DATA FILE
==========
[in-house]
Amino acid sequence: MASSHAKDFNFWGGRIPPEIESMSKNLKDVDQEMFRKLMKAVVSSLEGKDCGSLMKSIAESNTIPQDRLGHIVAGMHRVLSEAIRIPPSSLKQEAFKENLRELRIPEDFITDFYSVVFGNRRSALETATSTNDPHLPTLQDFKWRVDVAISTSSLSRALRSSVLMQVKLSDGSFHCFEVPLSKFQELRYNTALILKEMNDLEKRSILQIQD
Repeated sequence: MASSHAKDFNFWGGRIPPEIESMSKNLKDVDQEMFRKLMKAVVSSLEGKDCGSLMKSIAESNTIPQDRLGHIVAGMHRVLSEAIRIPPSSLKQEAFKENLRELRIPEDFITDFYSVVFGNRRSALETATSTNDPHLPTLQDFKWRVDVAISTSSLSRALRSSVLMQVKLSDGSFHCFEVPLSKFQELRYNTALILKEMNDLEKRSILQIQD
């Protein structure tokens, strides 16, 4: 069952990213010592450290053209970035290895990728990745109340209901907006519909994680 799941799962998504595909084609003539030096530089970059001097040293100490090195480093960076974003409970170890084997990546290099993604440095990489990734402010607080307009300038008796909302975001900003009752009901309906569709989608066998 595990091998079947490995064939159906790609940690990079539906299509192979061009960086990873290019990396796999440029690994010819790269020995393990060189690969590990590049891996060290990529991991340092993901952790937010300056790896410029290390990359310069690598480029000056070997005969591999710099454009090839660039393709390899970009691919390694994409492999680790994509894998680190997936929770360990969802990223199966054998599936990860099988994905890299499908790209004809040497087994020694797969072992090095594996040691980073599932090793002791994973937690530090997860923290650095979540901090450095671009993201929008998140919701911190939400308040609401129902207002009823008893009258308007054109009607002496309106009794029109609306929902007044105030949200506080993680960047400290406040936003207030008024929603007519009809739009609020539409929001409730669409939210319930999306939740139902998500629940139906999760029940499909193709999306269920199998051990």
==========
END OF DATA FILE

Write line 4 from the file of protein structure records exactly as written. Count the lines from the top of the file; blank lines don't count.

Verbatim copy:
């Protein structure tokens, strides 16, 4: 069952990213010592450290053209970035290895990728990745109340209901907006519909994680 799941799962998504595909084609003539030096530089970059001097040293100490090195480093960076974003409970170890084997990546290099993604440095990489990734402010607080307009300038008796909302975001900003009752009901309906569709989608066998 595990091998079947490995064939159906790609940690990079539906299509192979061009960086990873290019990396796999440029690994010819790269020995393990060189690969590990590049891996060290990529991991340092993901952790937010300056790896410029290390990359310069690598480029000056070997005969591999710099454009090839660039393709390899970009691919390694994409492999680790994509894998680190997936929770360990969802990223199966054998599936990860099988994905890299499908790209004809040497087994020694797969072992090095594996040691980073599932090793002791994973937690530090997860923290650095979540901090450095671009993201929008998140919701911190939400308040609401129902207002009823008893009258308007054109009607002496309106009794029109609306929902007044105030949200506080993680960047400290406040936003207030008024929603007519009809739009609020539409929001409730669409939210319930999306939740139902998500629940139906999760029940499909193709999306269920199998051990």